Legal Myths, Part I: Is a Warrant Necessary to Search a Sleeper Berth?

Do you want to stay informed and get clarity on many of the legal issues that can lead to confusion for employees working in the transportation industry? Consider subscribing to our YouTube channel (LINK) or follow us on Facebook (LINK) to stay updated with our video series on these legal topics. Visit this link to view a video covering this post's topic.

One of our video series addresses “legal myths” that are often believed by people working in the transportation industry. The first of our videos in this series addresses the question of particular importance to those working in the field of trucking: Can a sleeper berth be searched without a warrant?

If your immediate response to this question is “no,” you may be surprised. The Fourth Amendment is the foundation that drivers might turn to as support for their belief that a warrant is necessary for a search to be conducted on one’s sleeper berth. Indeed, the Fourteenth Amendment does protect the “right of the people to be secure in their persons, houses, papers, and effects.” Given this explicit language in the U.S. Constitution, one might think a relatively unique situation would be created for over-the-road drivers who perform long, multi-day hauls. Given that many drivers can live out of their trucks for weeks and even months on end, the idea might arise that one’s truck should therefore count as one’s “home” for the purposes of the Fourth Amendment’s protections.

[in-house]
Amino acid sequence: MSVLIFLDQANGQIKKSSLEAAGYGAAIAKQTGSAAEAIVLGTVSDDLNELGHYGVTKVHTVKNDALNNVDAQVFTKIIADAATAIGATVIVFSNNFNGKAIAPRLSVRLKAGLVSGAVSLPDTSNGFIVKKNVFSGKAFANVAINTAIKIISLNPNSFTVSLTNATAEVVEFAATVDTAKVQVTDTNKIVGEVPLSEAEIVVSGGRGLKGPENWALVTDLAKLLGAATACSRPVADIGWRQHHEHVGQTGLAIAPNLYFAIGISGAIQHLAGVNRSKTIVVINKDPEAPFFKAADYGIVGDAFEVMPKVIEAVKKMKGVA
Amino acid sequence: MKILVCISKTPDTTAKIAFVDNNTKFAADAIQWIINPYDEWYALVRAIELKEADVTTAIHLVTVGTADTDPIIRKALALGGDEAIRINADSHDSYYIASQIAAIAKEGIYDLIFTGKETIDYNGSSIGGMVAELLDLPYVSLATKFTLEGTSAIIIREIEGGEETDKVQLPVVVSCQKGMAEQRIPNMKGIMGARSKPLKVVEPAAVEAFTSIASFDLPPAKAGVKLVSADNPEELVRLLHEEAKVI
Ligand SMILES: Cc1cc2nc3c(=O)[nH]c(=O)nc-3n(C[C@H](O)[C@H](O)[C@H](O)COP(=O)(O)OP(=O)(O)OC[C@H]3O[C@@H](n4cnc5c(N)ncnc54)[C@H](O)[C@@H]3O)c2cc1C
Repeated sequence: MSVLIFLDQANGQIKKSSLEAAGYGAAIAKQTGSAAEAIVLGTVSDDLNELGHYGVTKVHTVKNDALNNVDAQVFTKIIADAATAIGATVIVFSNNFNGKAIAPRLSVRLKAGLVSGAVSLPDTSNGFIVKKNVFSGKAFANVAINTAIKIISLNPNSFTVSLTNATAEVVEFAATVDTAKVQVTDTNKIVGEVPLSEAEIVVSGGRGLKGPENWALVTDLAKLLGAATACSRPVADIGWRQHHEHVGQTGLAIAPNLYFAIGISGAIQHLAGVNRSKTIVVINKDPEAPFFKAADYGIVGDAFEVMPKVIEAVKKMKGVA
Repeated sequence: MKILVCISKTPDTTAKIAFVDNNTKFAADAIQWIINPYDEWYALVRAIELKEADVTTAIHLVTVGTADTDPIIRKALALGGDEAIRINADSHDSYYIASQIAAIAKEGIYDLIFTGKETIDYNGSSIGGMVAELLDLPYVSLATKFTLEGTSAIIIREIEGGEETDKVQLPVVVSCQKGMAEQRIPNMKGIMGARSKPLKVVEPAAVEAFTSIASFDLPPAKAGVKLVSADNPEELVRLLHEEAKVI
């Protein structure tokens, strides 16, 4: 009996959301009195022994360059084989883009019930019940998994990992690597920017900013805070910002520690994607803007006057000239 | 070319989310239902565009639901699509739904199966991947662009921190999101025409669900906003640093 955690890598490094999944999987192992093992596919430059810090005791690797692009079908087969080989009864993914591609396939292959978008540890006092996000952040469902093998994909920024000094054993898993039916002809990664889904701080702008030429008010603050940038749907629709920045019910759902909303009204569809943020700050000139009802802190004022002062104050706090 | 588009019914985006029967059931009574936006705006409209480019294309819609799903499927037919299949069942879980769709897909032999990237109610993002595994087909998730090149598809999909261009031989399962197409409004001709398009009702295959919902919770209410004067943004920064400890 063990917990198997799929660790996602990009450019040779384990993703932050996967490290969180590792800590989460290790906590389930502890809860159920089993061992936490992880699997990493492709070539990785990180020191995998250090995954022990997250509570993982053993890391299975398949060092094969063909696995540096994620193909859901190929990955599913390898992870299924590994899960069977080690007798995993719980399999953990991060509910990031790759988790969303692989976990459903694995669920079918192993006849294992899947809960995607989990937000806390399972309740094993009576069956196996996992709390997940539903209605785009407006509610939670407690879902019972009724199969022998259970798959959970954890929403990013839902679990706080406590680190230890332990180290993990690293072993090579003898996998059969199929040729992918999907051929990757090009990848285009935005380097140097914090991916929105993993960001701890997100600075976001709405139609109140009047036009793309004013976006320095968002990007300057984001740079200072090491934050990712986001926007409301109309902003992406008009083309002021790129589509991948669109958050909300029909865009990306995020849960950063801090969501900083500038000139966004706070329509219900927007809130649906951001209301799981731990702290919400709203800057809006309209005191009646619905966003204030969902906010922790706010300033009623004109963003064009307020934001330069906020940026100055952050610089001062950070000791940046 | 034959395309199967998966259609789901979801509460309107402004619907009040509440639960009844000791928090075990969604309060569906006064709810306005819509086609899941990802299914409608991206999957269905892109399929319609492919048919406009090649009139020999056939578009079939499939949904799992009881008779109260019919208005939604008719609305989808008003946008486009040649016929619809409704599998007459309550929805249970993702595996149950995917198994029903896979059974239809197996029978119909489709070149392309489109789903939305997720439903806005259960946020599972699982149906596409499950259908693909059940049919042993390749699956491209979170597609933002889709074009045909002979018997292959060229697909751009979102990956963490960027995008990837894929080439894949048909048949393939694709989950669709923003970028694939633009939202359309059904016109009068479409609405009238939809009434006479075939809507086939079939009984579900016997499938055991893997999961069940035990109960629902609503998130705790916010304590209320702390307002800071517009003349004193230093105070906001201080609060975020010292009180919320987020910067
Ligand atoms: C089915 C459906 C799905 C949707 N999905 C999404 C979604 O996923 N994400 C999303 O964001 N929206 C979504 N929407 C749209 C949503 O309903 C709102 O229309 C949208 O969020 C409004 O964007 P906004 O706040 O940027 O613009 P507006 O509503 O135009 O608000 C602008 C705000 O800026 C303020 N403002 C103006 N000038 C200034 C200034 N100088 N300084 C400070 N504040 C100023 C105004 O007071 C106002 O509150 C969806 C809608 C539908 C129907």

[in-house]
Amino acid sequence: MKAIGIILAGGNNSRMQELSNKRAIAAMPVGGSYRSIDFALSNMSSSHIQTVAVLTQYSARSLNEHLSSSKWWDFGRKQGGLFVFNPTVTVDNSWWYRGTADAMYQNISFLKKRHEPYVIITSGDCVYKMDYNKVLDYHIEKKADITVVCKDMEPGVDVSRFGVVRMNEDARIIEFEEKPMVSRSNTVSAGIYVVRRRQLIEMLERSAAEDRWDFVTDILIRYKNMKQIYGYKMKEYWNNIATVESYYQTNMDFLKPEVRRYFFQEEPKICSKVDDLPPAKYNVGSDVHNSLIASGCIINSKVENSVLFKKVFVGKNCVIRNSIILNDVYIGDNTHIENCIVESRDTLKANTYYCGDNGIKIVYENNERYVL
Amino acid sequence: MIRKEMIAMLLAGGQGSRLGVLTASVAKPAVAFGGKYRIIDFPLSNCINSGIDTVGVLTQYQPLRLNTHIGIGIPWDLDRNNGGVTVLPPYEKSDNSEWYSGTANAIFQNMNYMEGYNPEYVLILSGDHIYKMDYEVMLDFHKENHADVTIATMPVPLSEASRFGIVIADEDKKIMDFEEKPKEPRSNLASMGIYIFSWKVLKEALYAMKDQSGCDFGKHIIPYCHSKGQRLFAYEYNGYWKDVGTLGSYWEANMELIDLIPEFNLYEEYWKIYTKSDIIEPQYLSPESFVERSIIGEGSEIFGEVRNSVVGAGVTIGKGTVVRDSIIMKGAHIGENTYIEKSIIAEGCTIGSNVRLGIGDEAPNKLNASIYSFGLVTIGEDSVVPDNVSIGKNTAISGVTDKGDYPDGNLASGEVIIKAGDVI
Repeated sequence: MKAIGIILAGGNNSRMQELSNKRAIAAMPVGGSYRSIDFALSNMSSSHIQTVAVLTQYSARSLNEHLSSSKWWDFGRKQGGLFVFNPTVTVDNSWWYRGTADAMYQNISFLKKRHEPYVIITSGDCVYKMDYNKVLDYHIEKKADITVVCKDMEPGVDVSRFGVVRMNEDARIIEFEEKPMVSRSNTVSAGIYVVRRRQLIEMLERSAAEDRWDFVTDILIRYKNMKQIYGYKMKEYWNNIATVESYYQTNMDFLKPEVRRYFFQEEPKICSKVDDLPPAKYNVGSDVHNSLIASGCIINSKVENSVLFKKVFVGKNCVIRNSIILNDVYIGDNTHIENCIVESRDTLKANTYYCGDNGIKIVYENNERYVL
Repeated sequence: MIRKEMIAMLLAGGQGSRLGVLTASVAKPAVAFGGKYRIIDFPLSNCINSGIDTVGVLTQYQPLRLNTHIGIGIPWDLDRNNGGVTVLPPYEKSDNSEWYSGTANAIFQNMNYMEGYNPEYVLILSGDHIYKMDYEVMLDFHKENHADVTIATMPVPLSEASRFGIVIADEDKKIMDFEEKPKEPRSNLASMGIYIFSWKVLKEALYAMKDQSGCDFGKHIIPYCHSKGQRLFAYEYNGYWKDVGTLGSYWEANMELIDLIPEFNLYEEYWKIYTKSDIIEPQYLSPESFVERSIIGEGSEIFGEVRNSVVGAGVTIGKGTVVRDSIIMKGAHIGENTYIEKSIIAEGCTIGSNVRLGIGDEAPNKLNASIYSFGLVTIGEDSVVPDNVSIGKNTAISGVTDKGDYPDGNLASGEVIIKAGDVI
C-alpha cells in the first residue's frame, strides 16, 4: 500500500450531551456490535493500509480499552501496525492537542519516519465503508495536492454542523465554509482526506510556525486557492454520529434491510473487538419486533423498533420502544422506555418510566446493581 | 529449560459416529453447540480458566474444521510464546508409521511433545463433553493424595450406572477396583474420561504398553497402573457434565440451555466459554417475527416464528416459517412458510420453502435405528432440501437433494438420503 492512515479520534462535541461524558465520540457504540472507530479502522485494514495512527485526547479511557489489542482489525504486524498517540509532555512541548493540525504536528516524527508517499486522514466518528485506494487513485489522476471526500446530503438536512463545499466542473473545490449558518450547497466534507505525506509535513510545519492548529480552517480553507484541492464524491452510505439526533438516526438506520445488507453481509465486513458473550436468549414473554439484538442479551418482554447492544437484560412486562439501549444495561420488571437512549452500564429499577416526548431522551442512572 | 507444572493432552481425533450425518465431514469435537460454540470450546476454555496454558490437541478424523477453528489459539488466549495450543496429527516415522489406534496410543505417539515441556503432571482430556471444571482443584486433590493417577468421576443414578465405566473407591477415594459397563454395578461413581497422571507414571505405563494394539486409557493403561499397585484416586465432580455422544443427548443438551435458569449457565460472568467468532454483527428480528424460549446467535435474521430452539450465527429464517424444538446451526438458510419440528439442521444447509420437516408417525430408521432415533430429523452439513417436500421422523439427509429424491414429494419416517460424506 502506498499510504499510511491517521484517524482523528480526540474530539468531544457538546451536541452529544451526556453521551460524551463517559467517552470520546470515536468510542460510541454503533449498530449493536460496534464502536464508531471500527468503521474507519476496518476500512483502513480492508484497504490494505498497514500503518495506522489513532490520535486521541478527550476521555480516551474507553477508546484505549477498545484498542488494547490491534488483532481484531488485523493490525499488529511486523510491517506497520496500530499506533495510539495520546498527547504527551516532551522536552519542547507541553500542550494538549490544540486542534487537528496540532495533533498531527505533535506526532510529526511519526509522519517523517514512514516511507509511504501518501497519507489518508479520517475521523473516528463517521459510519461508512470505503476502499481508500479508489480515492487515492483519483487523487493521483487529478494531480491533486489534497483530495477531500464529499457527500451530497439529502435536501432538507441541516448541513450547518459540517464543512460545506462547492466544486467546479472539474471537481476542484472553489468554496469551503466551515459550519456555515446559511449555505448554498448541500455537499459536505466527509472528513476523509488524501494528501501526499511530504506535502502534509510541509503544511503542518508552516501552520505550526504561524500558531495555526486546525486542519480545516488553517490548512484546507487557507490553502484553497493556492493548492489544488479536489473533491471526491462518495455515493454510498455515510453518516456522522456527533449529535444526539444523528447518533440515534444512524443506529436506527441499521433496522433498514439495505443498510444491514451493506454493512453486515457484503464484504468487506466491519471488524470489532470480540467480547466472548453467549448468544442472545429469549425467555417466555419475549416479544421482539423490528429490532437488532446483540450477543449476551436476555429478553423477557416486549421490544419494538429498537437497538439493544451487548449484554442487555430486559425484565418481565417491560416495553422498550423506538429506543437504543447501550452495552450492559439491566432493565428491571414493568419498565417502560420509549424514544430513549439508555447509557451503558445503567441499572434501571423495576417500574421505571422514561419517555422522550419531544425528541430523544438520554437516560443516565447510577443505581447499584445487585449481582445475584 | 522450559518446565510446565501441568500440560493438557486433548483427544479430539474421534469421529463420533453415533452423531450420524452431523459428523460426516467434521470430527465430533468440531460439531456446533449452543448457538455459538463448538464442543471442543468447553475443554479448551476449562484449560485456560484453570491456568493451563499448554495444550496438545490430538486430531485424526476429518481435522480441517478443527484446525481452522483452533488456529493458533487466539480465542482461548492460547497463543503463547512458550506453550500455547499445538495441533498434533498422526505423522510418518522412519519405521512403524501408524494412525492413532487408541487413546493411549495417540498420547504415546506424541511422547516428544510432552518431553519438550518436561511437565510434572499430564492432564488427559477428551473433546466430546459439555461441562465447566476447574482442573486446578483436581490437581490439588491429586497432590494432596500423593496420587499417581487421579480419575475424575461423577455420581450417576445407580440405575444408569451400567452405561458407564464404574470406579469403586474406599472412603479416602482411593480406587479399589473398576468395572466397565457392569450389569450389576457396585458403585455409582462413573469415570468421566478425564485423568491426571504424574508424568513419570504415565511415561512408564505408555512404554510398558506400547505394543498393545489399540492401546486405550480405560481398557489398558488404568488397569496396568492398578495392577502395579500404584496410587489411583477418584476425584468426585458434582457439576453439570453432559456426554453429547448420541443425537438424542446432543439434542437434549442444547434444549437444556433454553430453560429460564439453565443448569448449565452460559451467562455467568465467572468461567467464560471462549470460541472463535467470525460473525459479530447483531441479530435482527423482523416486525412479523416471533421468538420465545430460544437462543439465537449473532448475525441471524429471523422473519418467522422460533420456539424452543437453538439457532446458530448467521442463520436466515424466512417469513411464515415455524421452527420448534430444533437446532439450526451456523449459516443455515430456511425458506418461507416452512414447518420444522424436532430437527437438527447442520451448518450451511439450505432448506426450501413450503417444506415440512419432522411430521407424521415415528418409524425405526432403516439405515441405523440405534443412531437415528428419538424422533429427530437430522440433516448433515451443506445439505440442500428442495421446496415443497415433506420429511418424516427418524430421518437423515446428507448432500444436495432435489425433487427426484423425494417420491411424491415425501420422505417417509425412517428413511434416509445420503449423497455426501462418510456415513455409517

However reasonable a driver might think that is, the case law does not support this expectation. First, the Fourth Amendment doesn’t provide a blanket protection against seizures. Rather, what it guarantees is that your “persons, houses, papers, and effects” are protected from unreasonable searches and seizures, and “probable cause” must be established before a warrant can be issued.

More to the point, since a sleeper berth has not been legally defined to count as a “home” under the Fourth Amendment, drivers are unable to draw on that constitutional amendment in arguing that their sleeper berth cannot searched without a warrant. Since it is not considered a home, probable cause does not need to be established before it can be searched.

Prior case law has found that no warrant is necessary for searching other mobile home-like units that people may live in for extended periods, even indefinitely, like Winnebagos and motorhomes. Courts have been unwilling to construe these mobile homes as protected by the Fourth Amendment, in large part because it could create significant evidentiary obstacles—namely, important evidence could be stored in the unit, a litigant could deny access until a warrant was issued, and in the meantime the evidence could be transported to another jurisdiction before the warrant had been issued or the underlying litigation concluded.

In sum, even if you have been living extensively in it, your sleeper berth is not protected from warrantless searches under the Fourth Amendment. This can come as a surprise, which is why it is part of our video series seeking to dispel common myths people in the transportation industry have about the law.

Are you an employee facing a legal problem, or who believes your rights have been violated? Contact us at (952) 657-5780 if you’d like to speak with an expert who will be happy to talk with you about your possible options for pursuing legal action.